Eating Healthy During the Holidays

STAT Health November 16, 2017

As we get closer to the holidays, many of us will be traveling and eating on the run – or simply overindulging at the dinner table. Temptation will unfortunately keep many of us from eating healthy. And the proof is in the (holiday) pudding. Typically, holiday-time means that most of us will gain between one and two pounds. So, what can we do to minimize the damage – without cutting out the fun?

Snack Smart When Traveling

First, make sure to be eating healthy while traveling. Instead of grabbing something at random before leaving for your destination, pack some healthy snacks that you enjoy eating and that “travel well.” These snacks include whole fruit (such as apples), nuts portioned into small servings, and granola bars. Having a healthy snack on hand is much better than grabbing a greasy, fast-food cheeseburger on the road.

Don’t Skip Meals

Second, before you get to Grandma’s house for that big holiday dinner, make sure you didn’t skip your other meals for the day. In order to eat healthy for the holidays, a substantial, fiber-rich breakfast will ensure you don’t arrive ravenously hungry – and then proceed to shamelessly overindulge on all sorts of goodies.

Use a Smaller Plate

During the actual feast, a couple of smart tips can help you to eat healthier. Since most holiday meals tend to be buffet-style, see if you can use a smaller plate. (Psychologically, it won’t look like you’re depriving yourself of any goodies while keeping your calorie intake in check.)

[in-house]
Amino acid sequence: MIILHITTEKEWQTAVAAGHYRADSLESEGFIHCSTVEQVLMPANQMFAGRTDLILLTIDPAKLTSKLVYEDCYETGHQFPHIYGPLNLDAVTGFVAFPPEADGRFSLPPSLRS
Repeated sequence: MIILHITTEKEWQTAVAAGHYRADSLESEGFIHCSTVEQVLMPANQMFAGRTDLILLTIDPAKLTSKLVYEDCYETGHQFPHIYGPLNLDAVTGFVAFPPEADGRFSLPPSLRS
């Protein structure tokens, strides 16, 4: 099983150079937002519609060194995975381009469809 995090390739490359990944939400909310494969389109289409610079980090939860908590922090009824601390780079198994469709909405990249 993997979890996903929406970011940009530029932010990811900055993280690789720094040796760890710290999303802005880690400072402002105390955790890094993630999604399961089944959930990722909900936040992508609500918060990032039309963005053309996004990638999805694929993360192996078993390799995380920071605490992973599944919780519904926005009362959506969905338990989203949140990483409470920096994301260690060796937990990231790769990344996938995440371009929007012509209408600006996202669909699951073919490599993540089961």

Keep it Colorful

Do you decorate for the holidays with a lot of color? Treat your dinner plate the same way.  Keeping it colorful means you will be more likely to load up with more vegetables rather than meats and buttery mashed potatoes. Think orange carrots, green beans, red tomatoes, and – well, you get the idea!

Don’t Over Stuff

Then, eat slowly and savor every bite. If you’re thinking of seconds, don’t rush. Give yourself 10 minutes to see if you’re genuinely still hungry. Frequently, the sensation of feeling full after eating is a delayed reaction between the stomach and the brain.

Finally, after dinner, get up and do something. This is a great time to go for a walk and catch up with family members. Or, play catch or a game of basketball with the kids.

That’s it! Have fun, enjoy, and get through the holidays happy, healthy – and trim.

Be sure to contact the STAT Health team with any dietary and health questions. We’re always here when you need us!